Occasionally people who know I’ve done some writing would ask me if I’d consider writing this kind of story, why don’t I write that kind of story, etc… you know, the ones that tend to be very epic, very popular, often made into movies, and get talked about incessantly. And in many cases, I’ve had a very good reason for my not wanting to write those kinds of stories.
It boils down to consequences.
This Observation Deck article and discussion breaks the issue down perfectly: So many exciting sci-fi and fantasy stories tend to overlook the consequences beyond their story… consequences that aren’t so inconsequential.
Like: After an empire is defeated, how does the infrastructure of caring and feeding for everyone continue on in the hands of the small band of plucky but inexperienced rebels? Are all soldiers on “the other side” evil… and what about the families they leave behind as they are gleefully wiped out by the heroes? And in pretty much any movie that features massive action scenes in a city, surely killing hundreds, thousand, maybe more innocents… aren’t they worth more than collateral damage statistics?
I wrote Verdant Pioneers because it wasn’t enough to say that the satellite Verdant survived the events of Verdant Skies; it was a pretty major achievement, and it left them in a very unique and perilous situation, which required a new story to tell how they survived it. Fortunately, the story was very interesting and exciting in itself, so I felt sure someone would want to read that. So I wrote it.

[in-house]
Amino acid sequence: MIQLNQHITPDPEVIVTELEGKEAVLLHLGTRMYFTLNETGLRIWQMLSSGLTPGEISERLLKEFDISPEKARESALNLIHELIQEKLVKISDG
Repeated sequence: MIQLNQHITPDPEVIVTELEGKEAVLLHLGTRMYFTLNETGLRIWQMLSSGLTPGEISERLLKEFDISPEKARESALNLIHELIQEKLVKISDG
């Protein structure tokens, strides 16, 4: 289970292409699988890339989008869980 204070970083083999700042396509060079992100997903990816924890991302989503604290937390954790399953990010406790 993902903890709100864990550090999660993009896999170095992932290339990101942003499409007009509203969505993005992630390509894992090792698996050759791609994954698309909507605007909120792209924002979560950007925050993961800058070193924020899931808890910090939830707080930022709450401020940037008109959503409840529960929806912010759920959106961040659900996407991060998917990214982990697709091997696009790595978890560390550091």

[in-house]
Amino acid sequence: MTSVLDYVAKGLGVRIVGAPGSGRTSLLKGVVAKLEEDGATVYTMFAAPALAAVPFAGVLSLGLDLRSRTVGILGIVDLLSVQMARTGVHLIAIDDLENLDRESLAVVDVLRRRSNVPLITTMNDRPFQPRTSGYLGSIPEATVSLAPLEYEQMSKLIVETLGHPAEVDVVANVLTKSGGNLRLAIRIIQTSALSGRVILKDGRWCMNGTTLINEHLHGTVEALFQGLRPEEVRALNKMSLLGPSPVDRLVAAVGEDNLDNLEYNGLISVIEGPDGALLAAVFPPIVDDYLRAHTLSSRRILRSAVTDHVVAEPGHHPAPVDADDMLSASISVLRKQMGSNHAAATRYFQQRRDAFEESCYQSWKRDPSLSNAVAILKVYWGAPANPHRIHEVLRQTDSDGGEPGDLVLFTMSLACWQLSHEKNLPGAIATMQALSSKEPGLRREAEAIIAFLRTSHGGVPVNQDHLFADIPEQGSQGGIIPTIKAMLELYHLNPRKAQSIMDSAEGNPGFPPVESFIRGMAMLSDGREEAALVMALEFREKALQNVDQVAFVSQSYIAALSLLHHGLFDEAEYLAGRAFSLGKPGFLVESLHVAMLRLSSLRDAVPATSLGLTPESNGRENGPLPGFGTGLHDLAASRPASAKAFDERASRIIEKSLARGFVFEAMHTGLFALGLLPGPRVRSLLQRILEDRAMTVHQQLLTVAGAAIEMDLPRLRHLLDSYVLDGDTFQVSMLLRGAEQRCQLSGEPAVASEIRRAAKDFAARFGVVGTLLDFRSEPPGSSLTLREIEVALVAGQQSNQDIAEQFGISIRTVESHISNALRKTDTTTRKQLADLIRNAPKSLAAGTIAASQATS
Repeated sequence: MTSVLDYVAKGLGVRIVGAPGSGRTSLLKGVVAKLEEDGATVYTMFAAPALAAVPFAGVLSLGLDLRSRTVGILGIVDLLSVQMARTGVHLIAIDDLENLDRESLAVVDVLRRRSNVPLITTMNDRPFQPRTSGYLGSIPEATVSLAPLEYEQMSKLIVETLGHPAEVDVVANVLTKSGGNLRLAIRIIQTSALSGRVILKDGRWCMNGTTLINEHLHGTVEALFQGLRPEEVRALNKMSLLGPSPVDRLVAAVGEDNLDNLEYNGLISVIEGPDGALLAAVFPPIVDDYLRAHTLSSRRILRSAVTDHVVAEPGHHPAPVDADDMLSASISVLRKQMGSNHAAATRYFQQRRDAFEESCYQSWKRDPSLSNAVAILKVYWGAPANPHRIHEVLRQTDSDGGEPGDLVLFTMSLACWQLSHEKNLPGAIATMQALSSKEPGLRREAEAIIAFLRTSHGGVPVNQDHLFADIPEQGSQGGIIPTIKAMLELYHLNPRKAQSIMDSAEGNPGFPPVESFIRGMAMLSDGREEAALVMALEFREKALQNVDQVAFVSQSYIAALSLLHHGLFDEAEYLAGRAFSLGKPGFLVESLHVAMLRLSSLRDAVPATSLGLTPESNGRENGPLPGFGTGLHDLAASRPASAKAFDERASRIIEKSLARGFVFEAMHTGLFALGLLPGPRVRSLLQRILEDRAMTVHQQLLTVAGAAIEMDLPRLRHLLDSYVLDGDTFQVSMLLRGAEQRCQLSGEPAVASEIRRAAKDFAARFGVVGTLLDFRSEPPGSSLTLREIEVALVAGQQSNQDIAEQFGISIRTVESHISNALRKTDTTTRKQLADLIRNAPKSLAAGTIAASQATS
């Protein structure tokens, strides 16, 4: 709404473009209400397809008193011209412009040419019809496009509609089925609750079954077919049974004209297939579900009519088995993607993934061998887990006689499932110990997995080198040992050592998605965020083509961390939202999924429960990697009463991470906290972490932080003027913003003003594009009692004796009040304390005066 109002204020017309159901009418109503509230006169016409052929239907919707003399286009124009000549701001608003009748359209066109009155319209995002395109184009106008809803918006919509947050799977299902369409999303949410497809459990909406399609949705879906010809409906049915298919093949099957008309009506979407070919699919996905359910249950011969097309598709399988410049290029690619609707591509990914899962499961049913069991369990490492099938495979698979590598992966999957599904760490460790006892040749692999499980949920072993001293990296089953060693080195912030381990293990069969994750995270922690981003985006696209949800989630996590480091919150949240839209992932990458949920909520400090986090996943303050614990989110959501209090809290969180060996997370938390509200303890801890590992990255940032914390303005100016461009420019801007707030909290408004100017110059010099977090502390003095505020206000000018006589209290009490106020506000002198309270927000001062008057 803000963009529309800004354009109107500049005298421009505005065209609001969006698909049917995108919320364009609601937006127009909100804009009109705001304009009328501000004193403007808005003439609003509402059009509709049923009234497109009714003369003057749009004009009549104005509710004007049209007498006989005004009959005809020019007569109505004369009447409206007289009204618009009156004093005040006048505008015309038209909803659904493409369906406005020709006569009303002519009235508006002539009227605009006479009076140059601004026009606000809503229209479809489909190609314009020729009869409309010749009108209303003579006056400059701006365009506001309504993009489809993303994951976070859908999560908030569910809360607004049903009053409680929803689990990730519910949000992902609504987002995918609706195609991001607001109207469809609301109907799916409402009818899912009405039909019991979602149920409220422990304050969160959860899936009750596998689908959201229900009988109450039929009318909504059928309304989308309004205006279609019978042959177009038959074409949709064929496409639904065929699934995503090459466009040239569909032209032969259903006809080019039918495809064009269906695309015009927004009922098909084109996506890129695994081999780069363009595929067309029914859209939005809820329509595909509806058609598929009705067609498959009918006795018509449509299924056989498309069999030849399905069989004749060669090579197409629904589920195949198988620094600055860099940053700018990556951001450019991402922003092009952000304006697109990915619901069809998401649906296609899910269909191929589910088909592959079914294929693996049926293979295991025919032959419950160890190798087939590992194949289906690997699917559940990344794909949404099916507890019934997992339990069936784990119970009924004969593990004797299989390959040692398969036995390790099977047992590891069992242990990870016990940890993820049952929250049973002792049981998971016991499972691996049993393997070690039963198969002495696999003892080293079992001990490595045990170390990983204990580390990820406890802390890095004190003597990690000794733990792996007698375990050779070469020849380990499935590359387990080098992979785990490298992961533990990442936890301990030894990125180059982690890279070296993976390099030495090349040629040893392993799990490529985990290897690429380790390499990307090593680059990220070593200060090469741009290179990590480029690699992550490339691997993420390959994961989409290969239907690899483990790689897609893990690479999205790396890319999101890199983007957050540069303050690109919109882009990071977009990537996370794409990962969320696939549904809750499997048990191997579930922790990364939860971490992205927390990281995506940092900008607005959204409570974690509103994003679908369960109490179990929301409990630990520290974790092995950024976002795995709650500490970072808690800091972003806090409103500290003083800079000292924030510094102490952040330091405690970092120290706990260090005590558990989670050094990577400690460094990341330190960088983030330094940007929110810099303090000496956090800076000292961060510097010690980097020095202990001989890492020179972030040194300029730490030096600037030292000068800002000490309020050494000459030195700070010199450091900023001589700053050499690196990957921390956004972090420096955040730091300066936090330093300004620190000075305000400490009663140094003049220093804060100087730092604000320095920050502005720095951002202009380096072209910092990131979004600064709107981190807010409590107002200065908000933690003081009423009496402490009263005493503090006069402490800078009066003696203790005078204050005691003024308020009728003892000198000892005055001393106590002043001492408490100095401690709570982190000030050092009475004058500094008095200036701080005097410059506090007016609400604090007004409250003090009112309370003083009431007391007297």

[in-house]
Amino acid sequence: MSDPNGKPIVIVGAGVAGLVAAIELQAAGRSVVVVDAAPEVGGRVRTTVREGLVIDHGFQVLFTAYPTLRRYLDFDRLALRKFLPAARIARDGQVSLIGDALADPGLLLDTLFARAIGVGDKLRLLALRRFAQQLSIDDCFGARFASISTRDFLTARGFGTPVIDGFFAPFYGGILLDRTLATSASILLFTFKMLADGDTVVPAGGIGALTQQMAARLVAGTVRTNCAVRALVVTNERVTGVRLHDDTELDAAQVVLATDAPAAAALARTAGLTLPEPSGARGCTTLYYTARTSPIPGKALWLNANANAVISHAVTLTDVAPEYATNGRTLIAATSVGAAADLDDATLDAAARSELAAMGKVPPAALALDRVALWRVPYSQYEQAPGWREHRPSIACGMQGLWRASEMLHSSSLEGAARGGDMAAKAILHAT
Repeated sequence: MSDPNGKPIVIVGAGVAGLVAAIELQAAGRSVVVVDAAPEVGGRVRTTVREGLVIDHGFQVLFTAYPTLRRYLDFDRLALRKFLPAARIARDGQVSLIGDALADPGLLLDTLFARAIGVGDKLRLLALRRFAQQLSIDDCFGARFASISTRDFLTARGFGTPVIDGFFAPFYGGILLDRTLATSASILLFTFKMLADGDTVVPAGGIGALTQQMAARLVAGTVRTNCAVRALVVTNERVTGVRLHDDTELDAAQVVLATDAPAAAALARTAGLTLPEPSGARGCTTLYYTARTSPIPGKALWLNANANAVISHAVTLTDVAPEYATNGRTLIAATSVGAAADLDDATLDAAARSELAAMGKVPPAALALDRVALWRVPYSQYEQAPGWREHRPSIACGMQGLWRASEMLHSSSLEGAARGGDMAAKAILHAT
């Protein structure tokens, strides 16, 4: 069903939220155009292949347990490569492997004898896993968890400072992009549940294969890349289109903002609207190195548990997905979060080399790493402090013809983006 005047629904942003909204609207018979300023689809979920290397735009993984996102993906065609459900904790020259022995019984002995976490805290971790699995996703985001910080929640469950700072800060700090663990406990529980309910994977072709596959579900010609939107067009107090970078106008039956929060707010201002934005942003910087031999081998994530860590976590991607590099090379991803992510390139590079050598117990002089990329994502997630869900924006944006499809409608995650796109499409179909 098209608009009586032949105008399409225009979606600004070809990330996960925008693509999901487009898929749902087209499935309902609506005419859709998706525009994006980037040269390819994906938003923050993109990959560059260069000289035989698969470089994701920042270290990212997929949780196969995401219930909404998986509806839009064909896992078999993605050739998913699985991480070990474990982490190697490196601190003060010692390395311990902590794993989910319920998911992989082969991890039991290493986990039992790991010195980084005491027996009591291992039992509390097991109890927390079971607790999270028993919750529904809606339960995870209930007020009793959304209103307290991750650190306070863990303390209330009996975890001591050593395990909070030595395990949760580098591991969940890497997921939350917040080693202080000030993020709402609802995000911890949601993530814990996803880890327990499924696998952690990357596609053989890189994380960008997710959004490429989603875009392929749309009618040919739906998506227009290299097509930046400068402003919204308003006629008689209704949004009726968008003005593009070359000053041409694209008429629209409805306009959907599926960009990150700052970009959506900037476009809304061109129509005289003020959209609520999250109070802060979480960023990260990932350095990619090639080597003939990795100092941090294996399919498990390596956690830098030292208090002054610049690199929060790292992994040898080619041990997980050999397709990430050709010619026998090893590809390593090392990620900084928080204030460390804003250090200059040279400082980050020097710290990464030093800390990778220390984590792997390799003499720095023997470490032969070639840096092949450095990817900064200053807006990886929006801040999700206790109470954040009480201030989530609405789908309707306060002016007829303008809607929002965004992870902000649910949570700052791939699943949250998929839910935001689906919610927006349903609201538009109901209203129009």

There are consequences to every action; and when those consequences, when you stop to think about them, are pretty heinous, a little man inside my brain draws a line, and says: “I don’t wanna tell a story where we create mindless mayhem, then ignore the heinous consequences.” If I do create heinous consequences, I want to write about how they were fixed.
Not a lot of readers want to read that part, if you ask them. They don’t care about the creation of a plumber’s union to repair all the busted plumbing that the galactic rebellion caused. No one wants to watch the reconstruction of a city after a horrible terrorist attack. And no one wants to see a hero taken into court to answer to the families of the innocents caught in his crossfire. But if you’re a writer worth your salt, you should be able to make that a story just as compelling as the story about everything being torn down.
Most of my novels don’t need additional stories about the consequences, partially because most of my stories are fairly personal, and the consequences are self-contained. But there are always consequences that you might not have thought of at first, that are revealed to you later. And sometimes the process of dealing with those consequences demands to be written.
Most importantly: If your story has heinous consequences at the end… maybe you should be writing about dealing with those consequences. And maybe you should rethink your definition of a “happy ending.”